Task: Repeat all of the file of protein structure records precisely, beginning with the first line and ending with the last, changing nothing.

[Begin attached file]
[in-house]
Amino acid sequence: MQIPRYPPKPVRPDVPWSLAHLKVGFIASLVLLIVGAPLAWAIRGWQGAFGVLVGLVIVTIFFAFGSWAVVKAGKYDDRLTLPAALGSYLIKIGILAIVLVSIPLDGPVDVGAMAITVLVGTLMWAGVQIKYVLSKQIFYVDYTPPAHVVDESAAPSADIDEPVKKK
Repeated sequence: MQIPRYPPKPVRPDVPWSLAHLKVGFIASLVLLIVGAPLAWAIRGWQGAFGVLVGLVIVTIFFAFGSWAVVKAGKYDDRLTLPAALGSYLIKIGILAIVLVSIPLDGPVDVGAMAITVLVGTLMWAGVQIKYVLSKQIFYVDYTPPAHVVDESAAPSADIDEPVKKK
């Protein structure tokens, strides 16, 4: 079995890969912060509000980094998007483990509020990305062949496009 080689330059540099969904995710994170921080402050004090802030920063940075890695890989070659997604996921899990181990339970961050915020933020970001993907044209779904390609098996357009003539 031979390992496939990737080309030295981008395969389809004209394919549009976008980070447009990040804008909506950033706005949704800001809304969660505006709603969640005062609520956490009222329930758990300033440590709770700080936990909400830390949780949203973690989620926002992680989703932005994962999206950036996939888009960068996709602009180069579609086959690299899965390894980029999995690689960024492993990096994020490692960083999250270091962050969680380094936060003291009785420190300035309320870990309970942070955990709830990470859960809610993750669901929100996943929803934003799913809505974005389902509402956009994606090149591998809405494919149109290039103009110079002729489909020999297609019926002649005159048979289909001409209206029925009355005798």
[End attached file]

[in-house]
Amino acid sequence: MQIPRYPPKPVRPDVPWSLAHLKVGFIASLVLLIVGAPLAWAIRGWQGAFGVLVGLVIVTIFFAFGSWAVVKAGKYDDRLTLPAALGSYLIKIGILAIVLVSIPLDGPVDVGAMAITVLVGTLMWAGVQIKYVLSKQIFYVDYTPPAHVVDESAAPSADIDEPVKKK
Repeated sequence: MQIPRYPPKPVRPDVPWSLAHLKVGFIASLVLLIVGAPLAWAIRGWQGAFGVLVGLVIVTIFFAFGSWAVVKAGKYDDRLTLPAALGSYLIKIGILAIVLVSIPLDGPVDVGAMAITVLVGTLMWAGVQIKYVLSKQIFYVDYTPPAHVVDESAAPSADIDEPVKKK
């Protein structure tokens, strides 16, 4: 079995890969912060509000980094998007483990509020990305062949496009 080689330059540099969904995710994170921080402050004090802030920063940075890695890989070659997604996921899990181990339970961050915020933020970001993907044209779904390609098996357009003539 031979390992496939990737080309030295981008395969389809004209394919549009976008980070447009990040804008909506950033706005949704800001809304969660505006709603969640005062609520956490009222329930758990300033440590709770700080936990909400830390949780949203973690989620926002992680989703932005994962999206950036996939888009960068996709602009180069579609086959690299899965390894980029999995690689960024492993990096994020490692960083999250270091962050969680380094936060003291009785420190300035309320870990309970942070955990709830990470859960809610993750669901929100996943929803934003799913809505974005389902509402956009994606090149591998809405494919149109290039103009110079002729489909020999297609019926002649005159048979289909001409209206029925009355005798």